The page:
Modules have been debated fiercely in the Prolog world. Despite all counter-arguments we feel they are extremely useful because:
- They hide local predicates
This is the reason they were invented in the first place. Hiding provides two features. They allow for short predicate names without worrying about conflicts. Given the flat name-space introduced by modules, they still require meaningful module names as well as meaningful names for exported predicates.
- They document the interface
Possibly more important than avoiding name conflicts is their role in documenting which part of the file is for public usage and which is private. When editing a module you may assume you can reorganise anything except the name and the semantics of the exported predicates without worrying.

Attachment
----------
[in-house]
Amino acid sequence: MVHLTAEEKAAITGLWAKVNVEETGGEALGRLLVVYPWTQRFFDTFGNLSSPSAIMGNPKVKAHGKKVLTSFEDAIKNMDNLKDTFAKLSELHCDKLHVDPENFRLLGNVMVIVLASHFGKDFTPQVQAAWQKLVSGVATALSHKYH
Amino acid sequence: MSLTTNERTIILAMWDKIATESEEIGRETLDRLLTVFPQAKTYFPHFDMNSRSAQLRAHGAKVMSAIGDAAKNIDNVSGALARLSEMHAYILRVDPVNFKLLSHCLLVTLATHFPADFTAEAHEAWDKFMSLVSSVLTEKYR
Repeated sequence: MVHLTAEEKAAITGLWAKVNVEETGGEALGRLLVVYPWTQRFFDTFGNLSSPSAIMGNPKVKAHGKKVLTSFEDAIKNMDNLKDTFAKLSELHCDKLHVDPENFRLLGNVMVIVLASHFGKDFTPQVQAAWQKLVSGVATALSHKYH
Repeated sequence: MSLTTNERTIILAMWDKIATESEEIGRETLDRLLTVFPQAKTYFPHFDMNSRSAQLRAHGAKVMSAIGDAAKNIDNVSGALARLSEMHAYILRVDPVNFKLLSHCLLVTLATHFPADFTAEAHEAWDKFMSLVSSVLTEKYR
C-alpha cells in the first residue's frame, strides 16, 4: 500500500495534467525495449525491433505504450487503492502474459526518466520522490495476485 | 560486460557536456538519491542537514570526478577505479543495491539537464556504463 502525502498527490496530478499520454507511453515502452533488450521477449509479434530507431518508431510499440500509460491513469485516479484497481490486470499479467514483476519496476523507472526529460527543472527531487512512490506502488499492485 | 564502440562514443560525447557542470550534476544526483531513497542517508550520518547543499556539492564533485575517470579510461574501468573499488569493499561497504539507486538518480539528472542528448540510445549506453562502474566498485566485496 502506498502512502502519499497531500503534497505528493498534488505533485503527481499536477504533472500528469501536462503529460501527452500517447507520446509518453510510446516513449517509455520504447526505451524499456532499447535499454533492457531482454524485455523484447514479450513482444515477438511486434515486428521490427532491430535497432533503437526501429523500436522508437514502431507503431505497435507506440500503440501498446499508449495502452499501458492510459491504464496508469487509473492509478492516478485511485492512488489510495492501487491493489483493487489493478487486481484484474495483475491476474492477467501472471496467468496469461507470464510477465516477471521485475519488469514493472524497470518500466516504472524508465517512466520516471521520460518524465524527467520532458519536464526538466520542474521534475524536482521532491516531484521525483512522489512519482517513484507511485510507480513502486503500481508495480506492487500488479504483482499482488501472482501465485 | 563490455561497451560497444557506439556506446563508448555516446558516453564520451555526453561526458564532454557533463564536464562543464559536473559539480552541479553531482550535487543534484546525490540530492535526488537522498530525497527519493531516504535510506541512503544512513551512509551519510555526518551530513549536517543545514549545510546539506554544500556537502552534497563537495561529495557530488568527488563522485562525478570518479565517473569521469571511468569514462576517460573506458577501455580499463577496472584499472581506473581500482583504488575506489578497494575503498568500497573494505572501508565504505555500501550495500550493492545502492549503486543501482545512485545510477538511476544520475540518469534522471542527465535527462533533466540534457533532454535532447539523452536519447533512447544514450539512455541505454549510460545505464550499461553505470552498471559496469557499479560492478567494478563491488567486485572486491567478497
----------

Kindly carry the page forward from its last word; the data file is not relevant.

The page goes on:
- They help the editor
The PceEmacs built-in editor does on-the-fly cross-referencing of the current module, colouring predicates based on their origin and usage. Using modules, the editor can quickly find out what is provided by the imported modules by reading just the first term. This allows it to indicate in real-time which predicates are not used or not defined.
Using modules is generally easy. Only if you write meta-predicates
(predicates reasoning about other predicates) that are exported from a
module is a good understanding required of the resolution of terms to
predicates inside a module. Here is a typical example from
:- module(read_util, [ read_line_to_codes/2, % +Fd, -Codes read_line_to_codes/3, % +Fd, -Codes, ?Tail read_stream_to_codes/2, % +Fd, -Codes read_stream_to_codes/3, % +Fd, -Codes, ?Tail read_file_to_codes/3, % +File, -Codes, +Options read_file_to_terms/3 % +File, -Terms, +Options ]).